The Good Hustle
Trust me. I'm a certified expert.
Today, I was advised to get an editing and proofreading certification from one of the many professional associations available to show potential clients that I am all business and not, as one would otherwise assume, a crank. Three decades of professional writing, editing-for-hire, and proofreading won’t do it. The representative who cold-emailed me on social media made it very clear that no matter how good I think I am, no one will take me seriously unless I’m professionally certified. Luckily, she discovered me in time.
When I asked her if board certification exists for copy editors and proofers, she didn’t respond. I’m still waiting, but I know the answer. With a website, a PayPal account, and a fictious business name, you can establish a certification program for anything obscure and unregulated, say, antelope sign language. You can then offer membership in a professional society based on your courses and the money flows in like sweet milk from heaven when people called to interpret for deaf antelopes feel insecure and go looking for a stamp of approval.
You’ll pitch your service to the rubes with a great convincer: “Since there are no objective, widely accepted standards for professionalism in antelope sign language, you need our very formal, suitable-for-framing certificate to set you apart from all the dilettante competitors and desperate poseurs trying to steal your business. You need this.” I recognized the come-on immediately. It’s how you sell a diet supplement, a tinfoil orgone collection helmet, a Learn Fluent Inuit in 20 Minutes-a-Day DVD set, or a religion. You define the subject matter, identify the anxiety it produces, and offer a solution.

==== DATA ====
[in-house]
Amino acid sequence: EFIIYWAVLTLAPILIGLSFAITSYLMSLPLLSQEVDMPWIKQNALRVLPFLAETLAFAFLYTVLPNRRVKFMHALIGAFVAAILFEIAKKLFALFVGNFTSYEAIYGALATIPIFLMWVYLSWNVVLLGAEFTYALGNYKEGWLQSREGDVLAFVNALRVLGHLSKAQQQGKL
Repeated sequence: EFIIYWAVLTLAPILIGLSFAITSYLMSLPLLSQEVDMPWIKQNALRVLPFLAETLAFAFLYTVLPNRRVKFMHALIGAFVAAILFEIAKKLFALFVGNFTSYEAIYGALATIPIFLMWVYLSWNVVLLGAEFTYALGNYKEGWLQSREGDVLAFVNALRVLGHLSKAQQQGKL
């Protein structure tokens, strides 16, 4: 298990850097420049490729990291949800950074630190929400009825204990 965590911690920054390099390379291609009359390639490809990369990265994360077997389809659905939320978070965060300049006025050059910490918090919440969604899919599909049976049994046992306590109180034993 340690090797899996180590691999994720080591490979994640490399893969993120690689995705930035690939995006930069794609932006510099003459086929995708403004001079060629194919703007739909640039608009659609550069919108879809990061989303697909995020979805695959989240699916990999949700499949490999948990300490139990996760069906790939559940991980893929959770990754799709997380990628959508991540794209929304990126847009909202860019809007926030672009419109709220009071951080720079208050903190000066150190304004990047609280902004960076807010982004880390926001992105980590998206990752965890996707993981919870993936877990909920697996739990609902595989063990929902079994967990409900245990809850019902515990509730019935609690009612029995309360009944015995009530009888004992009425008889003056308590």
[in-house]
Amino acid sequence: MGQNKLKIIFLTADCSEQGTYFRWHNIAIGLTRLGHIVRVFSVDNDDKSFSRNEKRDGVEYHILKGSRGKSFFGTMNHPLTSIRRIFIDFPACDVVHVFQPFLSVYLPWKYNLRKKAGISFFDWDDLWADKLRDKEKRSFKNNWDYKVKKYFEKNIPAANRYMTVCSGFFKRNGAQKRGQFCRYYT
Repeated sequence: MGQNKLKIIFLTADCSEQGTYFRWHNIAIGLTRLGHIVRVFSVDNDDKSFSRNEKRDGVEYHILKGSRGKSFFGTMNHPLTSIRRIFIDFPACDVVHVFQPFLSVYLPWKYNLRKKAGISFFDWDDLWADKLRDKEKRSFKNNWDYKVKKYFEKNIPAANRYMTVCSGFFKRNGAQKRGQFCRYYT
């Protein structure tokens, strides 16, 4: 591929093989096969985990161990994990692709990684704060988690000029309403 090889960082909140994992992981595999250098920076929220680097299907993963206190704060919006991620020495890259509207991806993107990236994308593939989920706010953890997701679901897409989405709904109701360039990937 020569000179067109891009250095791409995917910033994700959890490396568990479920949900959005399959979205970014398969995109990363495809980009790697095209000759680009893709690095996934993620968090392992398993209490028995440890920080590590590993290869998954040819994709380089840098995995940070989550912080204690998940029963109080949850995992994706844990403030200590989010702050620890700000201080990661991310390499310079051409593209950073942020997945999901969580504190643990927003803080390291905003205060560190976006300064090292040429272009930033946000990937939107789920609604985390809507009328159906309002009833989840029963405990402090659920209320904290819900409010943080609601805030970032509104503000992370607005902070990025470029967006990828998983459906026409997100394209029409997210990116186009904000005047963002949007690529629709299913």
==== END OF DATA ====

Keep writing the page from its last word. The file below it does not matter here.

New religions always do this, since their subject matter is and must always be vague. At a science fiction convention in 1948, L. Ron Hubbard is supposed to have said, “Writing for a penny a word is ridiculous. If a man really wants to make a million dollars, the best way would be to start his own religion.” Like most of Hubbard’s material, it seems to have been cribbed from other sources—in this case from a letter written by George Orwell in his multivolume Collected Essays, Journalism, and Letters. But the principle is sound. Give people something in which they can believe and posit yourself as its source or sole mouthpiece.
Interestingly, the Orwell-Hubbard dates may not match up. Multiple volumes of Orwell’s collected works were released in the 1960s and, though it’s obvious earlier collections existed, it’s unclear which Orwell resources would have been available to Hubbard in the late 1940s while he was busy doing ceremonial magic in the desert with Jack Parsons and seducing Parsons’ girlfriend. But we do know that, by 1948, Hubbard had left Parsons and overt occultism behind, well on his way to following through on his million-dollar scheme.
No matter how many conventions Hubbard attended, boats he owned, and storefront e-meter salons he opened, the comment about starting one’s own religion would follow him for the rest of his life and hang over his grave like a feculent mist. Orwellian cynicism has always seemed perfect for the Church of Scientology. The organization has appeared, at least since the early ’70s, much more interested in abusive litigation with a side of organized crime than in any sort of enlightenment or spirituality.